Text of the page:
Lasik vs PRK is a common question that I am often asked.
So what is the difference between Lasik and PRK and which should you have?
This is an important question which is actually explained in details in other sections of this site but one that is worth summarising.
PRK stands for Photo Refractive Keratectomy and was one of the original corneal procedures for vision correction, first performed in Berlin in 1987.
In PRK, the epithelium of the cornea is removed by either alcohol or direct removal with a spatula. This of course is done with local anaesthetic. The epithelium is a layer of cells which is always reforming an is usually what is injured when someone inadvertently injures their eye, for example with a baby’s fingernail.
This exposes the stroma of the cornea where the laser will perform the correction. The stroma is the main bulk of the cornea. The epithelium which is removed grows back very quickly much like skin grows back after an abrasion.
Once the epithelium is removed, the laser is applied to the cornea to change its shape to correct vision. This is a very rapid procedure taking only about 30 seconds.
Following the procedure, a contact lens is placed in each eye to reduce the discomfort and to allow the epithelium to grow back. The contact lens is usually removed after about 36 hours.
Following surgery it is common to experience light sensitivity and discomfort for two to three days. Vision is better within days but is not at its best for several weeks to several months.
Due to the discomfort and the delay in achieving perfect vision, PRK became less popular and ultimately, largely replaced by Lasik.
Lasik stands for Laser Assisted In situ Keratomileusis and this is what most people think of when they think about laser vision correction.
In Lasik, a corneal flap is raised, much like lifting a lid and the laser correction is applied to the underlying stroma. Unlike PRK, the correction is applied at a deeper lever of the stroma and the only real difference is that in Lasik there is a flap and in PRK there isn’t.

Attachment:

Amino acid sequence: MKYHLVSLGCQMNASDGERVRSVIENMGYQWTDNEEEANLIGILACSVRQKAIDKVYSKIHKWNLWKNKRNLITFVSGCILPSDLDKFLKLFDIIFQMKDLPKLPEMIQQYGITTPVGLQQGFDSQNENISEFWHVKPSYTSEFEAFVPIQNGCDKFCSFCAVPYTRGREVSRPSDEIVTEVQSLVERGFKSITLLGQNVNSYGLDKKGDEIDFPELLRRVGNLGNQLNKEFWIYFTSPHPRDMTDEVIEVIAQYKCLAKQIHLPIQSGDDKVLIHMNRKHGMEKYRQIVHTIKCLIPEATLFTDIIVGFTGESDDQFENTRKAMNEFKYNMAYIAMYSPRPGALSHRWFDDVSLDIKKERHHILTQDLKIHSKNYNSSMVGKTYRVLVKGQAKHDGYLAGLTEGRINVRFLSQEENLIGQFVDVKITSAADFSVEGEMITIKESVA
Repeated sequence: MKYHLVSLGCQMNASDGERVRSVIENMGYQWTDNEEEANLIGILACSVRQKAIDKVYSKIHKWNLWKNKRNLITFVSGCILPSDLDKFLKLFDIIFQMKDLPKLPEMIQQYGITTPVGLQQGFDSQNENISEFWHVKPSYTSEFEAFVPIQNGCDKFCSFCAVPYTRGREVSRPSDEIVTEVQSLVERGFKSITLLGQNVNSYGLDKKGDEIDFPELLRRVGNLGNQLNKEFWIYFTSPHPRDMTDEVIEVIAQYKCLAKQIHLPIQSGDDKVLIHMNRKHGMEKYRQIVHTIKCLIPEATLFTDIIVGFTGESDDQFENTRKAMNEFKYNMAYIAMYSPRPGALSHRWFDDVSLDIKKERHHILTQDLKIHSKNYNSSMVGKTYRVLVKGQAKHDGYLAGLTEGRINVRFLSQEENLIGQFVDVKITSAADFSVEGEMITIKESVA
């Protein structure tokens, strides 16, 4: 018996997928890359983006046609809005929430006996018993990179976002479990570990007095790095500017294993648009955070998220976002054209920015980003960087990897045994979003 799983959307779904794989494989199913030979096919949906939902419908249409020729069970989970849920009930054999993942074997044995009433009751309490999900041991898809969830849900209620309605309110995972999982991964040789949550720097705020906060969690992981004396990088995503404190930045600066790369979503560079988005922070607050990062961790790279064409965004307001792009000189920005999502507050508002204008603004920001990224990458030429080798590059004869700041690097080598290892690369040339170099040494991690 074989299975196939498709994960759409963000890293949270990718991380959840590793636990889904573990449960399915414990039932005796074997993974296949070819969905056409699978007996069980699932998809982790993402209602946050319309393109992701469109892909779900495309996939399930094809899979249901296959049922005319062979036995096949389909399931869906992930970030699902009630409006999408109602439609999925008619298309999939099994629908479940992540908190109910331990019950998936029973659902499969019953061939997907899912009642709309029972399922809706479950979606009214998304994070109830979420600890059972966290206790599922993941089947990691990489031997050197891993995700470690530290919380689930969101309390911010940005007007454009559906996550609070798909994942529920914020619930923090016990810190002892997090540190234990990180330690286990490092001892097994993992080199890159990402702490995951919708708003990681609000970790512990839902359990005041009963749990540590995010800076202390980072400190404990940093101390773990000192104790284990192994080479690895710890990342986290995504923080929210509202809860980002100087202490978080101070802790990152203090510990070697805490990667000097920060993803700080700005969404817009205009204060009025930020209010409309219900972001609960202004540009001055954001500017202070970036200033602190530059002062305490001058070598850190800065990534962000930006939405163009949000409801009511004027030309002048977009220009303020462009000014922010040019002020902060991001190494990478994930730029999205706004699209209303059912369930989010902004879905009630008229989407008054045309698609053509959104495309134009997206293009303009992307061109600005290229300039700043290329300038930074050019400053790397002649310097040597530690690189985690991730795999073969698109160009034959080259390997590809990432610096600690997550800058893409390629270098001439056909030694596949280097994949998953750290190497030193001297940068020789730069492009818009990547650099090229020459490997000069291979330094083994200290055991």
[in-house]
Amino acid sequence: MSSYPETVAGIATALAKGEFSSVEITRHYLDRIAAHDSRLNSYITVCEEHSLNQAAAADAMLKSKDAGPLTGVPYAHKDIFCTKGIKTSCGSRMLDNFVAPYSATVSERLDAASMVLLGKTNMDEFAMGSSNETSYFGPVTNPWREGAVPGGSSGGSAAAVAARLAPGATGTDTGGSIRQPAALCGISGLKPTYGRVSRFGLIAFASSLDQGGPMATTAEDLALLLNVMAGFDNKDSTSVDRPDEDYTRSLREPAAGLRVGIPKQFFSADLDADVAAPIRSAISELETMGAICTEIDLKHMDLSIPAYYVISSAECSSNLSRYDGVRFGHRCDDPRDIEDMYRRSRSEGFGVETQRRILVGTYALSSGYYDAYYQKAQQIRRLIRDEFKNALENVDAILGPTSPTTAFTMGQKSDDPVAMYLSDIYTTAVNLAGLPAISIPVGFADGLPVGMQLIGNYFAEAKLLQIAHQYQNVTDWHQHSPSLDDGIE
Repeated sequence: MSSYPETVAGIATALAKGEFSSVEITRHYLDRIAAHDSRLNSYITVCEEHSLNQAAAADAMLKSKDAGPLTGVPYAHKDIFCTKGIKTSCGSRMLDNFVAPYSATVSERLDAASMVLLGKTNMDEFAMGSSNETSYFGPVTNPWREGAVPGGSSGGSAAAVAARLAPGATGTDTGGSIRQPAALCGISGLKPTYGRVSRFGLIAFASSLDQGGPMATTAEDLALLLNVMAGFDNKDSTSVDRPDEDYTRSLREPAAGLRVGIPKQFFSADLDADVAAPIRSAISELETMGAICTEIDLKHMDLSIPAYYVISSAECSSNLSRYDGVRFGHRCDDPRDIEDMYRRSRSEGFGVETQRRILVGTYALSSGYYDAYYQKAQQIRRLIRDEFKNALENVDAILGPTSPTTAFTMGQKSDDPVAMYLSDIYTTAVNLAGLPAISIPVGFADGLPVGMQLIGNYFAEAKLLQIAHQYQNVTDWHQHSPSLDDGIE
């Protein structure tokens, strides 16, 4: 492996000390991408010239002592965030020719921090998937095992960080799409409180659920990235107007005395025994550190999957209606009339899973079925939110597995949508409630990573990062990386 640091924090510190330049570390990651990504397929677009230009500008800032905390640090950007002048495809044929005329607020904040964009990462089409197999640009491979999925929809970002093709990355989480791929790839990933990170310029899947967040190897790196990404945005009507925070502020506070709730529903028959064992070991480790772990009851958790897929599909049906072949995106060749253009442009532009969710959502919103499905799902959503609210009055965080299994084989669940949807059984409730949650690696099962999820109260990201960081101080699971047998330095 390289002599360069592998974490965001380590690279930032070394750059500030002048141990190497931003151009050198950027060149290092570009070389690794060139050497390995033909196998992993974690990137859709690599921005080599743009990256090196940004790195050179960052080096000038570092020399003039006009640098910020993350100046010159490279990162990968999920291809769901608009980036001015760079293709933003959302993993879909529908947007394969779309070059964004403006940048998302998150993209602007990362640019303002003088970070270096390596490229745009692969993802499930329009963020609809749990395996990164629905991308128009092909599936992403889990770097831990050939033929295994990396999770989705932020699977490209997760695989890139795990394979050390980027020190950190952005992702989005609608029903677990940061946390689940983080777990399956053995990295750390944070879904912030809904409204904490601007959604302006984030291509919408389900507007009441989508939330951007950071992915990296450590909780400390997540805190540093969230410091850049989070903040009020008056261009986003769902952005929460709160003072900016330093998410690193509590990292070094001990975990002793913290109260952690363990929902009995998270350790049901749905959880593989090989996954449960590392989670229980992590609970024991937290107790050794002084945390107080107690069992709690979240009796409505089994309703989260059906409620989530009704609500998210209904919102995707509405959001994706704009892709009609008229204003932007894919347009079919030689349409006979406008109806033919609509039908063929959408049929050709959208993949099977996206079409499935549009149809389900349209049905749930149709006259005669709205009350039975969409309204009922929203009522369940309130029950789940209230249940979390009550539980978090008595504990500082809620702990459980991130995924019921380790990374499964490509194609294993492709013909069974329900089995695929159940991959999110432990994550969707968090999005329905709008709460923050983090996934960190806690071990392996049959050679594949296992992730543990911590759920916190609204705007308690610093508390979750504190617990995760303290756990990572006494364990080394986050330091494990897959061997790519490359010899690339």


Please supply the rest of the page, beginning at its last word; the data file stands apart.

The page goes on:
The flap heals and eventually becomes difficult to even see.
The main advantages of Lasik over PRK is that there is absolutely no pain or discomfort and that excellent vision is almost immediate.
So which one?
So given that PRK is more uncomfortable and takes longer for vision to be excellent, why would anyone even consider it?
The main reasons why one would recommended PRK over Lasik are if you have thin corneas, the required correction is small or if the corneal topography scan is not entirely normal.
The advantage of PRK over Lasik is also one of structural integrity. A Lasik flap is typically 110-120 microns thick and contributes little to the final structural integrity of the cornea. Thus avoiding the flap leaves an additional 110-120 microns of untouched cornea.
Lasik flaps can (although) rarely develop problems such as epithelial ingrowth, folds (striae) or become dislodged. Therefore avoiding a flap in many ways is advantageous.
One cannot however get away from the fact that PRK has a slower recovery and is uncomfortable.
Long term there is no great difference in outcomes with both PRK and Lasik patients having similar visual outcomes.
At the end of the day, the decision as to which one to have will be decided by your eye surgeon based on which is most suitable.
If you have an adequately thick cornea with a normal scan then you will probably have Lasik.
If you have a thin cornea, a small correction or an unusual corneal scan then you will have PRK